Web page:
Do you like your dishes?
Would you wash your dishes even if you had no children?
I'll get back to those questions.
When a mother lives with a thought like "These kids owe me…" it's unlikely that she will get very far toward generosity with her time and energy. The feeling that you're giving and giving to someone who will never repay you can be deflating. Perhaps it's just not right to send our children the bill, though. I remember being told I should respect my mother because she gave me birth. The unhappier she was making my life, the less sense that made. When I learned more about where babies came from, the idea that I should be grateful made no sense at all. I started to understand that she resented my presence and wanted to get whatever work or praise out of me that she could.
With my children I turned it right around. They didn't ask to be born. I was the one who wanted children. I invited them here by my actions and decisions. I owe them. I owe them food and friendship and protection. I owe them comfort if I can arrange it. I owe them the best of me, and to help nurture the best of them.
Before I was married, I had dishes and I washed them. When I was married, I had dishes and I washed them. I have children, and sometimes they help me, but they're my dishes, and I wash them. When my children leave, I will still have dishes. I will still wash them. Should my husband and I not die at the same time, the one who is left will wash the dishes.
Where in there does it make sense to make children wash dishes?
And seriously, if you have dishes you don't like, get rid of them and get dishes you enjoy. Look at thrift stores or ask your friends, or learn to make dishes. But don't confuse the simple washing of a dish with the worth of a child.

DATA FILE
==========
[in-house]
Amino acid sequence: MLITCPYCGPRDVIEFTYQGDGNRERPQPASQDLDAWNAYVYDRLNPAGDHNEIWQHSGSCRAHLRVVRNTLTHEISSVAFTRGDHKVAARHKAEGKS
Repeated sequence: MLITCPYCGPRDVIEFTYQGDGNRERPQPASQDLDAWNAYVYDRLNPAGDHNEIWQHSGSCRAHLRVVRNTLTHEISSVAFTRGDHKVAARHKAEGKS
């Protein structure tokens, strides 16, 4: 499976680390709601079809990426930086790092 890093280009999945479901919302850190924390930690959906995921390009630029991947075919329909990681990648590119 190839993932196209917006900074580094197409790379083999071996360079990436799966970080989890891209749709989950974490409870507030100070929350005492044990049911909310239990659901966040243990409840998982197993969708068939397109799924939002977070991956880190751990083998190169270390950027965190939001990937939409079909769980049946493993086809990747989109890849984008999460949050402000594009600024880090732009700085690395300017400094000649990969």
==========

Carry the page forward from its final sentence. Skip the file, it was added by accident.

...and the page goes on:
Over the years when people have said, "But I have to wash the dishes," people such as Deb Lewis and Joyce Fetteroll have made many sensible and sometimes shocking suggestions. People could get cheap dishes at garage sales and throw them away. They could use paper plates and burn them for fuel, or throw them away or compost them. They could eat over the sink or stove. They could make food that doesn't need plates, and use paper towels, or newspaper or printer paper. They could eat out.
Some people say "But cockroaches will come," or "our house has ants" or "mice."
Submerge the dishes in water until morning, and they'll be easy to wash. Get a dishwasher.
But the attitude that someone has to wash the dishes gets in the way of seeing options.
Wash dishes because you want to. What would make you want to? Love. Generosity. A desire to have an available kitchen, a clean slate, a fresh canvas. The wish to do something simple and kind for yourself and others. The wish to keep peace in your house. The preference of singing and feeling warm soapy water over accusations and threats and tears. The intention to build loving relationships rather than antagonism. The hope to make a haven of your home, rather than a dangerous trap everyone would love to escape.
If you offer service with the hope of reward or praise or indebtedness, it will create resentment in you and in those who received the service. If you offer service without sending the bill, anything others say or do will be an honest expression of gratitude, not the last-minute submission of the bare minimum payment for services rendered. A "thank you" that's scripted is just noise. A "thank you" you didn't expect is true communication.
As with all changes, it might take a while. If the path you're on is working really well, ignore all of this and keep on it. If the path you're on is causing rifts in relationships, or arguments, or if people are trying to avoid work or doing a crummy job so that the dishes aren't really clean, consider taking a different path.